Transgender woman explains what she wishes she'd known before surgery

Bethan McKernan@mck_beth
Sunday 13 March 2016 11:00

Lily Carollo underwent hormone therapy, laser treatments and a vaginoplasty to begin transitioning from male to female in 2013.

In an essay for Vox, she's decided to try and debunk some of the myths surrounding the gender reassignment process - namely that vaginoplasties or penisplasties are a one-stop "cure-all" for people who don't feel they fit the bodies they were born with.

While gender-affirming surgeries can make people more comfortable in their bodies, they're not a fix-it for everything wrong in your life. I know this from my own experience with surgery, and from studying the research on it.

While, in the US at least, it is required that people considering gender surgery talk to at least two therapists about the decision and its impact on their lives first, there are no set guidelines in place about what should be discussed or mentioned.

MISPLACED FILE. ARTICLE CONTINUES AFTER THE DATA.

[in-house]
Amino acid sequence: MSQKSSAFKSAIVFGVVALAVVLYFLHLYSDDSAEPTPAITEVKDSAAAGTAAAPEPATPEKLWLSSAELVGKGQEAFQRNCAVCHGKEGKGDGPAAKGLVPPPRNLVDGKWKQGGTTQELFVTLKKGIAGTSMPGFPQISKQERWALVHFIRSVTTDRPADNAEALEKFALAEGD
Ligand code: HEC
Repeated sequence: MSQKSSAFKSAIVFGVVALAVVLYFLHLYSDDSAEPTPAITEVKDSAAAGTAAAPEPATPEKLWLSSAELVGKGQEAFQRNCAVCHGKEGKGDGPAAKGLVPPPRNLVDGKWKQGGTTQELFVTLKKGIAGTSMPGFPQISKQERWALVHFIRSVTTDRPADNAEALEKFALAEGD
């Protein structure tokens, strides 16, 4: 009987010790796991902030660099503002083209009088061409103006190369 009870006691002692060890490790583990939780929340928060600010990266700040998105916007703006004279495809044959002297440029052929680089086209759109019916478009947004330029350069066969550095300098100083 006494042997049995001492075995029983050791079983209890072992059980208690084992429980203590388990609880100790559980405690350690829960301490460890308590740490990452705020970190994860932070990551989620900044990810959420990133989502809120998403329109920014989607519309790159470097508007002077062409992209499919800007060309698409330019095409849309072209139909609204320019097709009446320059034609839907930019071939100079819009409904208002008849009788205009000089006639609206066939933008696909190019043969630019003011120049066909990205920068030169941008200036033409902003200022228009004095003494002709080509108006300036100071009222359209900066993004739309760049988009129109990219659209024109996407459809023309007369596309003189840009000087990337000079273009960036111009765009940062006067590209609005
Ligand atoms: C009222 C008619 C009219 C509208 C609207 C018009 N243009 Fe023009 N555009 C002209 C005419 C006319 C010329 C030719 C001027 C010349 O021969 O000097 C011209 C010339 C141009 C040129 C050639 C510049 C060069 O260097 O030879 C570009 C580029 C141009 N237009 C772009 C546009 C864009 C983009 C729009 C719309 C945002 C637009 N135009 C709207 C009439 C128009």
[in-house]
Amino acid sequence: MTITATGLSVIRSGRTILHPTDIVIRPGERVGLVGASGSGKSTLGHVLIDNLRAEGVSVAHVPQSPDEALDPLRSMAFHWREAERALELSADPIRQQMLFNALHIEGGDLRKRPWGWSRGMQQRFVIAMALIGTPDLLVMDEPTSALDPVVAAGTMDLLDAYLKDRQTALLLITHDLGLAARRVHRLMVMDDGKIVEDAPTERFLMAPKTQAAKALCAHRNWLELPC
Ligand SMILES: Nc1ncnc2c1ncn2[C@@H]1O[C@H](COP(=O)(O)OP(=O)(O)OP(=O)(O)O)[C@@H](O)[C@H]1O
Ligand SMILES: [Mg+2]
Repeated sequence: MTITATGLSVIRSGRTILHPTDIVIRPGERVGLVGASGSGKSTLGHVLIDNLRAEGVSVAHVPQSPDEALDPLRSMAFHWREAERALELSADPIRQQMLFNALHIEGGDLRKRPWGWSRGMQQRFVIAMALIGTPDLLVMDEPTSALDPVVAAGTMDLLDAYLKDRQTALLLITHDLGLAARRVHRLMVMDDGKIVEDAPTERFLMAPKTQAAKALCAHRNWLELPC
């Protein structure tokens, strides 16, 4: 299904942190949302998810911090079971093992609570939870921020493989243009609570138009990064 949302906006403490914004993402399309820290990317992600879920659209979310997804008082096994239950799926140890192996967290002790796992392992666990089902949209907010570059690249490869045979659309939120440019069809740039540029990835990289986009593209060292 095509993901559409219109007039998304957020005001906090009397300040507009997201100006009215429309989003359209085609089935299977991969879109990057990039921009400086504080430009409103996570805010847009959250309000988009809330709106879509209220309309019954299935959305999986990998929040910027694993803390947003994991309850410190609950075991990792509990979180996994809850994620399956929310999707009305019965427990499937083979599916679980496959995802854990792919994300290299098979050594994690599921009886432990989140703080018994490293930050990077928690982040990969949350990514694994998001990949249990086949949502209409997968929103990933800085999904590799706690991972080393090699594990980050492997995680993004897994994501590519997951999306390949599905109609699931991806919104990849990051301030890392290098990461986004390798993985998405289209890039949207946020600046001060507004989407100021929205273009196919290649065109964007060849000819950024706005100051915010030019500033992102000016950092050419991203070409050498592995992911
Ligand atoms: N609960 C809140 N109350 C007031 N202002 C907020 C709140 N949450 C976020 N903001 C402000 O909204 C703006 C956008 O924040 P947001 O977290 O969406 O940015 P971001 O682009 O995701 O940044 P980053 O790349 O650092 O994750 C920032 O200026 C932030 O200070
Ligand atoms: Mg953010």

One thing Carollo had been under prepared for, she said, was the physical toll surgery and recovery would have on her body.

The phobia and hatred directed towards trans people, she said, has had a damaging effect on how she thought about her surgery and reassignment. Words like 'frankenpussy', and 'mutilated dickhole' stay with you, Carollo noted.

Despite your best efforts, though, you have to wonder how much negativity has been internalised. My vagina is not a mutilation, but I must admit I might not like it as much as I should after reading so much horrible language directed toward it.

Surgery will not necessarily fix problems like unsupportive family and friends, depression and harassment either - people who have gone through gender reassignment still experience self harm and suicide at a higher level than the rest of the population thanks to ongoing discrimination and stigma, a Swedish study found.

Ultimately, people need to realise that transitioning is a long, hard road, Carollo writes.

Transitioning is one of the hardest, most overwhelming experiences someone can go through. It's the kind of gamble you make when your back is against the wall and everything seems at stake.

The morning of my surgery, the day of my last big step, I realised that right now in our society, transitioning isn't just some process you go through; it's also something you survive.

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